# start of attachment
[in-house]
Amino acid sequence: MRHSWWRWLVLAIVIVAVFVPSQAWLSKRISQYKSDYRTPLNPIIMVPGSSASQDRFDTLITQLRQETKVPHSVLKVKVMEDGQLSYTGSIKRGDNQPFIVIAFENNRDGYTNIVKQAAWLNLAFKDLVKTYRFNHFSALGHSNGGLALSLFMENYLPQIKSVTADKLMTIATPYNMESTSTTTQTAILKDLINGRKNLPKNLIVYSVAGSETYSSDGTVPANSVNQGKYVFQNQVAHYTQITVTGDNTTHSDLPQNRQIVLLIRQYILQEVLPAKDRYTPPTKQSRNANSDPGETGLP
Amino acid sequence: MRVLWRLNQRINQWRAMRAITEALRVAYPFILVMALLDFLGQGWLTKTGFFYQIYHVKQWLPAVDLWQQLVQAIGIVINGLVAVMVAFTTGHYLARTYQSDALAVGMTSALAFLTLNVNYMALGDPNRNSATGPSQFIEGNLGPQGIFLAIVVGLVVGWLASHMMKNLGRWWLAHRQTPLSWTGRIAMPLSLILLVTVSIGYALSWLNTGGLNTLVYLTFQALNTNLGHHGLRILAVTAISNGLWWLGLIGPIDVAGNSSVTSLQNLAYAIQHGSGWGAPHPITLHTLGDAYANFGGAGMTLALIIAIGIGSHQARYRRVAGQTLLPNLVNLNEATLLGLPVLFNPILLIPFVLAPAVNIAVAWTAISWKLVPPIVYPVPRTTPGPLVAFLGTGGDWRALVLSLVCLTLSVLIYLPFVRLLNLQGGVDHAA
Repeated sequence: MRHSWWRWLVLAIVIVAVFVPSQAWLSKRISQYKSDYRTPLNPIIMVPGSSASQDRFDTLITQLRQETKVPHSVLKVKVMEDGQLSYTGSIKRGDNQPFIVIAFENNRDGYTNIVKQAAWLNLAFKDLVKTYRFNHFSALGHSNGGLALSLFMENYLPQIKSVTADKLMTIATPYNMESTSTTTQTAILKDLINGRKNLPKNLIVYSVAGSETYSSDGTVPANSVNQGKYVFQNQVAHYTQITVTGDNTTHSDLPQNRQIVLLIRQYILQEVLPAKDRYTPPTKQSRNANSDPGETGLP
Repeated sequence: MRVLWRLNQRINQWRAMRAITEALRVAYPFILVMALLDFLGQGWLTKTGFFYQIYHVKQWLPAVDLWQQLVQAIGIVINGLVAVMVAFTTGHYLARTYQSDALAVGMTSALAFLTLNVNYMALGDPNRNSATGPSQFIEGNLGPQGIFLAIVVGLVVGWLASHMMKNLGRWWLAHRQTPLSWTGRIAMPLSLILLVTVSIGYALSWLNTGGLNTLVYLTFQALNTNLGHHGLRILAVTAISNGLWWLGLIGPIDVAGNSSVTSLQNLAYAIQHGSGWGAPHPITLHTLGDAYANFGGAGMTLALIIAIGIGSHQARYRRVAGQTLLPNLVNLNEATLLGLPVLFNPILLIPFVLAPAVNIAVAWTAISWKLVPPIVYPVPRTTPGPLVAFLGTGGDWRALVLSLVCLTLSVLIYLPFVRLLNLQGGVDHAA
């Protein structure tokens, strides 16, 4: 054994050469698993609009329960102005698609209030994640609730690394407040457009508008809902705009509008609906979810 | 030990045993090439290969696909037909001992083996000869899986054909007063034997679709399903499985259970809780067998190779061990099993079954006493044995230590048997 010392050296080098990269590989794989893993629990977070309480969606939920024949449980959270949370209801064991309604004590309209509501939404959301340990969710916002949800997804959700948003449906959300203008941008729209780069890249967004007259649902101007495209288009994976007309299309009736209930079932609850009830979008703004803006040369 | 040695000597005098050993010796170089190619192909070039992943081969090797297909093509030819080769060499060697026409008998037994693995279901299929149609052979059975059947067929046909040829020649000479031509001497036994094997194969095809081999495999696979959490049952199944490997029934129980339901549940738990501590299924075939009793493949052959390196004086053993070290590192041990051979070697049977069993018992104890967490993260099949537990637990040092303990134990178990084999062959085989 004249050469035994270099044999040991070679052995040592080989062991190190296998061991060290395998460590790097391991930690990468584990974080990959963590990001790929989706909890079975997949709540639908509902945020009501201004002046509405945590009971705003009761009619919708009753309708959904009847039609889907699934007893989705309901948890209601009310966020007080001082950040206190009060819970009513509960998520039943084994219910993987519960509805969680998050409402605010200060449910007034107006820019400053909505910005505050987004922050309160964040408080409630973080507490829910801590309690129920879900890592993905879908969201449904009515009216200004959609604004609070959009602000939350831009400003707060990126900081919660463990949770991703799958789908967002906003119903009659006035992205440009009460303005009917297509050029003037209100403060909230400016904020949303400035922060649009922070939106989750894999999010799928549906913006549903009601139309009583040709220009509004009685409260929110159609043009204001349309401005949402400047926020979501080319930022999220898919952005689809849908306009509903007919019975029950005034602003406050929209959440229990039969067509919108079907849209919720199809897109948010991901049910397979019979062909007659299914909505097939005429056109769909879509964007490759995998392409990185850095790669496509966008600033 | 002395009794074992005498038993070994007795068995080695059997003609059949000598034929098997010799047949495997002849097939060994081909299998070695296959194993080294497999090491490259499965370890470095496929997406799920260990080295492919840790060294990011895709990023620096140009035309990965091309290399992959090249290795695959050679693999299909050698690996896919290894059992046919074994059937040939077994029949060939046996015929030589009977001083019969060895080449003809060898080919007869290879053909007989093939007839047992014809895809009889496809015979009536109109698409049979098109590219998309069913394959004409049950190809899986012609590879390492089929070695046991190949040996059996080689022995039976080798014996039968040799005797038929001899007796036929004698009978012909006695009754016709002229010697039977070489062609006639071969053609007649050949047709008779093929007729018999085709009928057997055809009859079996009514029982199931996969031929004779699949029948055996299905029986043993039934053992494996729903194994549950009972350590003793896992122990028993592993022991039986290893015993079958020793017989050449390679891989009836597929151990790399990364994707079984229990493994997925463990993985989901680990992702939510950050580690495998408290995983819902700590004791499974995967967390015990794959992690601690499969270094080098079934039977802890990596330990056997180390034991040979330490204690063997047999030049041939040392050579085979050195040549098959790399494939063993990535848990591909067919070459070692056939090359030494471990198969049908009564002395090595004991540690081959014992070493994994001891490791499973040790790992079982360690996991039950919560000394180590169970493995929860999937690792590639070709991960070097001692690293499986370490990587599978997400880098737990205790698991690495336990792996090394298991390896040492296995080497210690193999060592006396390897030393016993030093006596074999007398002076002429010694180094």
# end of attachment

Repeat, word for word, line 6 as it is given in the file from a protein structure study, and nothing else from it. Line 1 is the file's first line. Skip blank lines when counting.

């Protein structure tokens, strides 16, 4: 054994050469698993609009329960102005698609209030994640609730690394407040457009508008809902705009509008609906979810 | 030990045993090439290969696909037909001992083996000869899986054909007063034997679709399903499985259970809780067998190779061990099993079954006493044995230590048997 010392050296080098990269590989794989893993629990977070309480969606939920024949449980959270949370209801064991309604004590309209509501939404959301340990969710916002949800997804959700948003449906959300203008941008729209780069890249967004007259649902101007495209288009994976007309299309009736209930079932609850009830979008703004803006040369 | 040695000597005098050993010796170089190619192909070039992943081969090797297909093509030819080769060499060697026409008998037994693995279901299929149609052979059975059947067929046909040829020649000479031509001497036994094997194969095809081999495999696979959490049952199944490997029934129980339901549940738990501590299924075939009793493949052959390196004086053993070290590192041990051979070697049977069993018992104890967490993260099949537990637990040092303990134990178990084999062959085989 004249050469035994270099044999040991070679052995040592080989062991190190296998061991060290395998460590790097391991930690990468584990974080990959963590990001790929989706909890079975997949709540639908509902945020009501201004002046509405945590009971705003009761009619919708009753309708959904009847039609889907699934007893989705309901948890209601009310966020007080001082950040206190009060819970009513509960998520039943084994219910993987519960509805969680998050409402605010200060449910007034107006820019400053909505910005505050987004922050309160964040408080409630973080507490829910801590309690129920879900890592993905879908969201449904009515009216200004959609604004609070959009602000939350831009400003707060990126900081919660463990949770991703799958789908967002906003119903009659006035992205440009009460303005009917297509050029003037209100403060909230400016904020949303400035922060649009922070939106989750894999999010799928549906913006549903009601139309009583040709220009509004009685409260929110159609043009204001349309401005949402400047926020979501080319930022999220898919952005689809849908306009509903007919019975029950005034602003406050929209959440229990039969067509919108079907849209919720199809897109948010991901049910397979019979062909007659299914909505097939005429056109769909879509964007490759995998392409990185850095790669496509966008600033 | 002395009794074992005498038993070994007795068995080695059997003609059949000598034929098997010799047949495997002849097939060994081909299998070695296959194993080294497999090491490259499965370890470095496929997406799920260990080295492919840790060294990011895709990023620096140009035309990965091309290399992959090249290795695959050679693999299909050698690996896919290894059992046919074994059937040939077994029949060939046996015929030589009977001083019969060895080449003809060898080919007869290879053909007989093939007839047992014809895809009889496809015979009536109109698409049979098109590219998309069913394959004409049950190809899986012609590879390492089929070695046991190949040996059996080689022995039976080798014996039968040799005797038929001899007796036929004698009978012909006695009754016709002229010697039977070489062609006639071969053609007649050949047709008779093929007729018999085709009928057997055809009859079996009514029982199931996969031929004779699949029948055996299905029986043993039934053992494996729903194994549950009972350590003793896992122990028993592993022991039986290893015993079958020793017989050449390679891989009836597929151990790399990364994707079984229990493994997925463990993985989901680990992702939510950050580690495998408290995983819902700590004791499974995967967390015990794959992690601690499969270094080098079934039977802890990596330990056997180390034991040979330490204690063997047999030049041939040392050579085979050195040549098959790399494939063993990535848990591909067919070459070692056939090359030494471990198969049908009564002395090595004991540690081959014992070493994994001891490791499973040790790992079982360690996991039950919560000394180590169970493995929860999937690792590639070709991960070097001692690293499986370490990587599978997400880098737990205790698991690495336990792996090394298991390896040492296995080497210690193999060592006396390897030393016993030093006596074999007398002076002429010694180094």